Upload your photos, chat, win prizes and much more
Can't Access your Account?
New to ePHOTOzine? Join ePHOTOzine for free!
Upload photos, chat with photographers, win prizes and much more for free!
This morning I discovered this resource about UK Copyright regulations for UK based photographers.
Then I searched the EPZ forums and realised that there has not been much discussion here about photography copyright for quite a while (the latest thread I found was dated 2007, maybe there is a more current one that I couldn't find?).
The subject of Photography Copyright has come into my consciousness for a couple of reasons. This first is reading the online article "Digital thieves swipe your photos - and profit from them" from the Guardian (which is probably already known to you) and listening to the latest TWIP podcast I heard specific tips about US copyright and I wondered what a UK photographer's position might be?
What news, views, stories, concerns, information and/or insights do you have as a UK based photographer on the subject of Photography Copyright?
Thanks in advance
Join ePHOTOzine for free and remove these adverts.
Related topics crop up fairly often.
Image copying from websites - whether to watermark - whether to put work on the web at all - images being misused by clients outside the terms of contract, whether to sell copyright, pictures appearing in newspapers without attribution or with wrong attribution.
Recently the potential change in IP law in the USA came up again - the one where you can't enforce your copyright unless you've paid to register - although maybe its not that bad now they've rehashed it.
Sometimes people hotlink to images, causing excess bandwidth use.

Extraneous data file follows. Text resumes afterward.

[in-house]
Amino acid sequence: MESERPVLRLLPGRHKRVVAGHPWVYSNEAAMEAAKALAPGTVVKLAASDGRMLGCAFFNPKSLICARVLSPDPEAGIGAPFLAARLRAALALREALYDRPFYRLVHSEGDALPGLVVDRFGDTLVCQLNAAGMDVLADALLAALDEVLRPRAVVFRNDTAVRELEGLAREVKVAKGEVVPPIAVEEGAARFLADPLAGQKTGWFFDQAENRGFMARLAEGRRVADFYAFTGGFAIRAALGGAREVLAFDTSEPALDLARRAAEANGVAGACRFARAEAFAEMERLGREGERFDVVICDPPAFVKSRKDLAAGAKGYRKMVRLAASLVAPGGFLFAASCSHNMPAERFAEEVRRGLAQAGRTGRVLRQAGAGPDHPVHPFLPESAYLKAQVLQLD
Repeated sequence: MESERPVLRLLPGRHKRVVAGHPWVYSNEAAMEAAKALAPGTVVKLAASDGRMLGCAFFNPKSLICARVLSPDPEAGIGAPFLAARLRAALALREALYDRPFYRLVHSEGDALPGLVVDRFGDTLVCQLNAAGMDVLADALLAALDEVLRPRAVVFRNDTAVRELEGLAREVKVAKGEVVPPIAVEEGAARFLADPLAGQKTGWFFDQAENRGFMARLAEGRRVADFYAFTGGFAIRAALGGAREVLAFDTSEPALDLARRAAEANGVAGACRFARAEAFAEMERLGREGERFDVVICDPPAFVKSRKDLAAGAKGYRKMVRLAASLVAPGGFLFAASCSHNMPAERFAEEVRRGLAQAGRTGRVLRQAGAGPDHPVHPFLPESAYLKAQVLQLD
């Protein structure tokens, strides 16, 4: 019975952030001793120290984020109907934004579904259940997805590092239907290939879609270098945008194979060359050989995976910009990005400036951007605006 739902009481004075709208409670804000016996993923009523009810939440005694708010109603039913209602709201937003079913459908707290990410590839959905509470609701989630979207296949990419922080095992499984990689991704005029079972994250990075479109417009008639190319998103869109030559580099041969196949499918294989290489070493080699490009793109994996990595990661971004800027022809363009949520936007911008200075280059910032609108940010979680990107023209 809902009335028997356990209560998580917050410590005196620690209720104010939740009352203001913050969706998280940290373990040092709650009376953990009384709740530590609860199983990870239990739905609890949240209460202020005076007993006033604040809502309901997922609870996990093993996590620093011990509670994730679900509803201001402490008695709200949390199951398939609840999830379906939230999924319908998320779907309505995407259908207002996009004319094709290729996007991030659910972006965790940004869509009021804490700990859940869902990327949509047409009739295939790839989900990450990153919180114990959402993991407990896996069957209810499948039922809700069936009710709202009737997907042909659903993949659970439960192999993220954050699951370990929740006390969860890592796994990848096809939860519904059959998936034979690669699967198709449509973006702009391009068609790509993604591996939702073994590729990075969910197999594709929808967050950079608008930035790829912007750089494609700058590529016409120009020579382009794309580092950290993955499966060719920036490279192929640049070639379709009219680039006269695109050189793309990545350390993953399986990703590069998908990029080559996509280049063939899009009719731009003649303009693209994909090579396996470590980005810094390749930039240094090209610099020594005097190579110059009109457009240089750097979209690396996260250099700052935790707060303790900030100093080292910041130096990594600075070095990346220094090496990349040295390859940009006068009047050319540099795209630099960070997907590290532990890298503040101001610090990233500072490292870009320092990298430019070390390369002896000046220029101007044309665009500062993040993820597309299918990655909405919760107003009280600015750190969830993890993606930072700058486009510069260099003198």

A forum search to find these topics is difficult as they are often buried inside something else.
A bit like this page
Quote: Recently the potential change in IP law in the USA came up again - the one where you can't enforce your copyright unless you've paid to register - although maybe its not that bad now they've rehashed it.
The existing laws simply limit damages if your images are not registered with the US government. Unfortunately the latest revisions appear make it far worse than that. It now heavily shifts the advantage from the copyright holder to the infringer.
Unless you register your images with the proposed databases (at your expense) in the US, anyone can use them and if challenged merely need to demonstrate they took reasonable steps to locate the copyright holder (what those steps is not defined). If caught the publisher of the image only has to pay the copyright holder what they consider a fair fee for the use, that is the publisher determines what is a fair fee, not you the copyright holder. The publisher could simply look up the latest price for an image at one of the many microstock sites and pay you 1 dollar or so.
The global nature of the internet means this will affect non US photographers just as much as US photographers, arguably more so because they are less likely to have registered their images in the US.
Sites like epz could become rich pickings for unregistered images. It's not difficult to remove any copyright metadata from an image then make a hard copy print of a google search that the image was not found in and hey presto you have a legitimate orphaned image. There is also a fear that organisations might harvest the internet for unregistered images and create their own profit making orphans stock library from these images.
See here and here
If you value your copyright I suggest people add their name to the petition here.
ePHOTOzine, the web's friendliest photography community.
Upload photos, chat with photographers, win prizes and much more.
You must be a member to leave a comment
This month's sponsor
Get the latest photography news straight from ePHOTOzine in your email every month and win prizes!
30th April 2013 - 31st May 2013
Check out ePHOTOzine's inspirational photo month calendar! Each day click on a window to unveil new photography tips, treats and techniques.
View May's Photo Month Calendar